Wheel wells have a good amount of detail for the scale, and the undercarriage appears ok. Sword seem to have engineered the two four-blade contra-rotating props so that they can only be fitted in the correct sequence with the large spinner. There are numerous small injected details to add to the airframe, with some very finely moulded, such as the catapult hooks and pitots. There are also a few PE blade antennae to fit.

 

 

A pair of drop tanks is also provided along with sway-braces.

Overall, I should think that this kit should be an enjoyable one to build, provided you accept that its limited-run nature may demand some fettling here and there.


 

Marking Options

Techmod prints the decals, and these are well registered with what appears to be good opacity. I am sure they will prove to be excellent to apply based on my experience of this brand.

 

 

The instructions provide a page of four-view drawings with the national insignia and unit markings for each of the two schemes, with colour profiles on the box rear. The subjects covered are shown below:

 

 

If you want alternatives to the two kit schemes, you may wish to consider Alley Cat’s after-market sheet for the Gannet AEW.3 as it is still available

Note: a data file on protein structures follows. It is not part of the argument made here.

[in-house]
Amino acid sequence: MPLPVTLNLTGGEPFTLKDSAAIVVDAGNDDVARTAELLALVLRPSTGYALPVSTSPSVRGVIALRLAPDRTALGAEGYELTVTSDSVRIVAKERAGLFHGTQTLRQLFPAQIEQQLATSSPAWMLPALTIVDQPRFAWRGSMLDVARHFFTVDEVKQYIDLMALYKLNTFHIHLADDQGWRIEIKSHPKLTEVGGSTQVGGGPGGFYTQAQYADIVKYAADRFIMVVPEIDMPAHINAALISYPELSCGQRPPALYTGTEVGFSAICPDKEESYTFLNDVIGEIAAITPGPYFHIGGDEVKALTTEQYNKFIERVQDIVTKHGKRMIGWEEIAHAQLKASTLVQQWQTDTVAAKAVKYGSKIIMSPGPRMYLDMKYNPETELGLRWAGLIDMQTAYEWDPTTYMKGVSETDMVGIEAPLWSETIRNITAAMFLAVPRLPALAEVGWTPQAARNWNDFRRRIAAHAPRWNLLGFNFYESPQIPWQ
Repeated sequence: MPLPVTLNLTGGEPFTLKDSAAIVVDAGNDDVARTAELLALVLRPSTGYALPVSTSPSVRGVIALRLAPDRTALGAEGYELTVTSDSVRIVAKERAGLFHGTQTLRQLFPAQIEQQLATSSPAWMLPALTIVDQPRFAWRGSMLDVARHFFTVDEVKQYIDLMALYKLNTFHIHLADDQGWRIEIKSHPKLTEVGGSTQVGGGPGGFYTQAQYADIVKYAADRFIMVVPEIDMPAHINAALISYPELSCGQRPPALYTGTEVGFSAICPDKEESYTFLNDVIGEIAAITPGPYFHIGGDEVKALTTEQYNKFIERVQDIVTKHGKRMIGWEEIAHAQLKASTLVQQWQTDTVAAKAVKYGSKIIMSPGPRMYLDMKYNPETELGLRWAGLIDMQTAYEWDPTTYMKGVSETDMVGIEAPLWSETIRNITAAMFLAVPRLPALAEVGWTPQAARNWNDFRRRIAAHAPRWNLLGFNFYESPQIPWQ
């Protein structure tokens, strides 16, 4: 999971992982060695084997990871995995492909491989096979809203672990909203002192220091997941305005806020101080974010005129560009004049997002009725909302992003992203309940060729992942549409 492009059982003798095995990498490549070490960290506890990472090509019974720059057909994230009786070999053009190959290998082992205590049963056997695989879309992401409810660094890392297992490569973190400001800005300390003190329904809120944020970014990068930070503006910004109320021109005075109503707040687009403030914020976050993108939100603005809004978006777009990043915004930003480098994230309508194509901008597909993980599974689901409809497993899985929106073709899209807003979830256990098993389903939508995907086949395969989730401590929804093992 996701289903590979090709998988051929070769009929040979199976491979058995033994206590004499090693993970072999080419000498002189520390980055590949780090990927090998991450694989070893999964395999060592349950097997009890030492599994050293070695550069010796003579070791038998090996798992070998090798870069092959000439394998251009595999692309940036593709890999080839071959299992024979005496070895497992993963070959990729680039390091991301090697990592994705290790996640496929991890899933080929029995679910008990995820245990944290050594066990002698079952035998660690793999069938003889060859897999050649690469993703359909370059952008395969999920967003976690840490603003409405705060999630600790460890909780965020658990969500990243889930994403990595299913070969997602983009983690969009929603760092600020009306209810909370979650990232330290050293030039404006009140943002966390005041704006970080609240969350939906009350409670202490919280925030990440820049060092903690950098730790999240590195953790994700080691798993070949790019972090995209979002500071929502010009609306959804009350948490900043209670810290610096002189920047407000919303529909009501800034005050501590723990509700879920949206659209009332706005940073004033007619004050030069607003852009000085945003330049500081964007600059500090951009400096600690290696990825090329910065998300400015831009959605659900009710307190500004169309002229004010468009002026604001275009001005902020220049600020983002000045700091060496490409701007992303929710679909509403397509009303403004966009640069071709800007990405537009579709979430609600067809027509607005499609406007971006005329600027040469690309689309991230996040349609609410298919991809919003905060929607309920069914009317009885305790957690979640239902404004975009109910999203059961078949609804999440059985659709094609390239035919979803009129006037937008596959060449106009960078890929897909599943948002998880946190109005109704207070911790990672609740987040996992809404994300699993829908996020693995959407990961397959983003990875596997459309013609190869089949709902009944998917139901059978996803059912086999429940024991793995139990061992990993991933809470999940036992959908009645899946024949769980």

Conclusion

 

This is a very nicely executed kit of what is for me the best-looking Gannet (not hard! I hear you say).

Despite the slightly heavy-handed raised strips on the fuselage and wing undersides, it still ticks all of the right boxes. It has nice surface detail, better cockpit detail than is probably required, some very fine parts, clear instructions, and good decals. Perhaps the best part for some is the price, which means they can buy a kit that essentially equals the superb Alley Cat resin kit at just over a quarter of the cost. I highly recommend it.

Thanks to Sword Models for this review sample.


Review Text & Blue Background Images Copyright © 2015 by Mark Davies
Page Created 1 July, 2015
Last updated 2 July, 2015

Back to HyperScale Main Page